Thursday, September 21, 2006

Super-Hyped Vintage 2005 Bordeaux

The October 2006 issue of the Food & Wine Magazine features Robert Parker’s take on the ultra-hyped vintage 2005 Bordeaux wines long after the first futures was offered. It is akin to an updated review on the vintage. Commentaries like Parker's are relevant to wine collectors in order to get a sense of perspective; have we been sucked in by the senseless frenzy of the market? It serves to calm down buyers’ anxieties.

Here is the article in Food & Wine Magazine, issue October 2006.
(If the link is broken, the PDF version is available here)

3 years ago in 2003, still reeling from the disappointment of missing the 2000 en primeur boat, I decided to get into the excellent 2003 Bordeaux en primeur market. I only purchased 3 cases, one of which is a Sauternes sweet wine. By that time, the recently released vintage 2000 Bordeaux had reached stratospheric prices in the stores.

We are seeing this 2000 mania again with the “BEST EVER!” 2005 vintage Bordeaux. The market for 2005 wines is super-hyped left and right, up and down by everyone from the producers to the retailers, as well as by wine writers. All these have helped drive futures' prices for the 2005 vintage to become the highest ever in the history of Bordeaux.

I’ve decided to forego the 2005’s overpriced futures for something that I love as much: 2005 pu’er teas and 2005 German Rieslings. They are both as ageworthy as fine Bordeaux, and maybe more so.

What is en primeur / futures?
It is basically buying your wine in advance, before it’s even bottled. The grape juice is practically still inside the oak barrels at the Chateaux when you buy it. Major critics and buyers travel to Bordeaux to get a first-hand taste on the juice and evaluate their potential. Then the wines are offered to the consumers by the importers/wholesalers/retailers. This is why consumers rely heavily on their favorite [supposedly] independent wine critics/writers/publications, such as Michael Broadbent, Steven Tanzer, Robert Parker, Decanter Magazine, Wine Spectator Magazine, etc. as guides.

It is also, basically, an educated gamble. Depending on subsequent news and critics’ reviews, a wine produced by a particular Chateau may appreciate or depreciate in value before it even hits the retail floor. Therefore, it can be said that if you buy a futures for $30/bottle and this particular wine hits retail at $40/bottle, your investment has appreciated by 33.33% or you have saved 25% off retail price (not taking into account future value of present dollar, etc). However, the opposite may also happen. Some win, some lose.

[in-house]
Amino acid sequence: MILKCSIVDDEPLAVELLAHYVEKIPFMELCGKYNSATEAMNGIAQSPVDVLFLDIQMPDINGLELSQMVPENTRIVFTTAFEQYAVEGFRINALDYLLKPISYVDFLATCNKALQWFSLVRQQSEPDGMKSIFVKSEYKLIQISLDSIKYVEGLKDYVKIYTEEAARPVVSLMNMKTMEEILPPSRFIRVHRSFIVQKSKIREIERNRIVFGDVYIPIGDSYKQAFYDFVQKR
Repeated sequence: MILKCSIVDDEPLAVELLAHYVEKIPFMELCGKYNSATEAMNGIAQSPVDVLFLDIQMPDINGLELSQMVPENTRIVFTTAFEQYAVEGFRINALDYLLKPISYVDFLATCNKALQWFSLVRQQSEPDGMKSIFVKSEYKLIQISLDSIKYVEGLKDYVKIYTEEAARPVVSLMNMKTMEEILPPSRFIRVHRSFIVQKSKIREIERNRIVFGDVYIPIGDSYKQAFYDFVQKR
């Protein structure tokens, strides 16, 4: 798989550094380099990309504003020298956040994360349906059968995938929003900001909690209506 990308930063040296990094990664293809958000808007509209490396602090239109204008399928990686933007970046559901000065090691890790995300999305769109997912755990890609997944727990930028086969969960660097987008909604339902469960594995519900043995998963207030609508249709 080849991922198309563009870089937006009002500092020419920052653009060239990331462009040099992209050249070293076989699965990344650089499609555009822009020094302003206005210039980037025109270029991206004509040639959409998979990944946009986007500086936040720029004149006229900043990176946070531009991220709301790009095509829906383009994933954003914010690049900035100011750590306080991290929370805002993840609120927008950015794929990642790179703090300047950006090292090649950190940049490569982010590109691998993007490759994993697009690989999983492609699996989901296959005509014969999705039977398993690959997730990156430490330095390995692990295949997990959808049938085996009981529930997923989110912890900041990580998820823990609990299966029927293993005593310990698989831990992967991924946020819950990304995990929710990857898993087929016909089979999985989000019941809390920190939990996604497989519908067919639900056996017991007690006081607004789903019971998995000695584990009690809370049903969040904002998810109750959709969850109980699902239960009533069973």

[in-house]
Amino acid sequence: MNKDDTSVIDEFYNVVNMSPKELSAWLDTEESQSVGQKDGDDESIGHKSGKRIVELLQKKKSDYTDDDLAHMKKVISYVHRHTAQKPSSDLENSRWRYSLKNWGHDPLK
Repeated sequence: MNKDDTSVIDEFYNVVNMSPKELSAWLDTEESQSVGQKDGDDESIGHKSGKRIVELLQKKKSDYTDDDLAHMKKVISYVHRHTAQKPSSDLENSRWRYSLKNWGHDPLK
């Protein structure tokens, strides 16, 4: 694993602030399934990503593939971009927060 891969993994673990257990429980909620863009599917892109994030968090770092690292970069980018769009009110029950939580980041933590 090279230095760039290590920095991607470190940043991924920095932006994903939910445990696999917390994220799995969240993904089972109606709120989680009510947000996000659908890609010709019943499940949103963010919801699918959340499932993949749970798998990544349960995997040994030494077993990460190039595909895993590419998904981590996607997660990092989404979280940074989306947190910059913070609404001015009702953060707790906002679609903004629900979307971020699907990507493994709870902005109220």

Read The Wine Doctor’s excellent article about en primeur to learn more.

5 comments:

Stephane said...

I also didn't purchase any 2005 primeurs, even if, like you, have 1 good and growing reason to buy some. The prices are just too high and therefore risky. I'll probably wait next fall during the first wine fair they are available to taste.

The conclusion of Parker's article is consistent with his general rule about good/bad years:
- in a bad year, focus on the top wine estates. They are then less expensive, but always retain a higher quality level,
- in an excellent year, you can buy from almost any estate and get good wine. A good time to try little known estates then.

So, one strategy for 2005 is to keep paying the same price per bottle as before and see if you get as good a quality than from another year.

I just checked the prices on www.chateauonline.com (A French site, but with no delivery in the USA). Actually it's the great names that are inflated: Chateau Margaux 2005 at 650 euros! (I paid 100 in primeurs for 1999 - and you can still find previous years below 300).
On the other hand, the cru bourgeois I usually buy, Chateau Citran, is at 11,9 euros. That's more than normal, but the increase is still reasonable if quality is really that good.

~ Phyll said...

Exactomundo, Stephane! Cru Bourgeois is where Bordeaux lovers on the budget (such as myself) should spend their $$$ on. It's still overpriced, but the quality should be excellent for just a fraction of Cru Classe wines. The Cru Bourgeois I would like to get are Ch. Sociando Mallet and/or Ch. Chasse-Spleen. I also have a soft spot for Ch. Gloria.

Stephane said...

I've often tasted Sociando Mallet and Chasse-Spleen. Excellent choices! (The comments for Sociando are excellent and it seems it has influenced the price).

I also have some hope for Ch Cantemerle, a 5th grand cru, but not too expensive. (I bought a case of 6 in 2002. I'll see how it ages.)

~ Phyll said...

Stephane, do you know how Alsace did in 2005? I haven't read much about '05 Alsace. None of the publications I rely on (Parker, BBR, Decanter) has rated '05 Alsace's vintage condition. Everything 2005 in France seems to have been overshadowed by Bordeaux. Any insider information from its native?

Anyone?

Stephane said...

I don't know, but I plan on finding out in November when my parents come to Taiwan and bring me some French wine.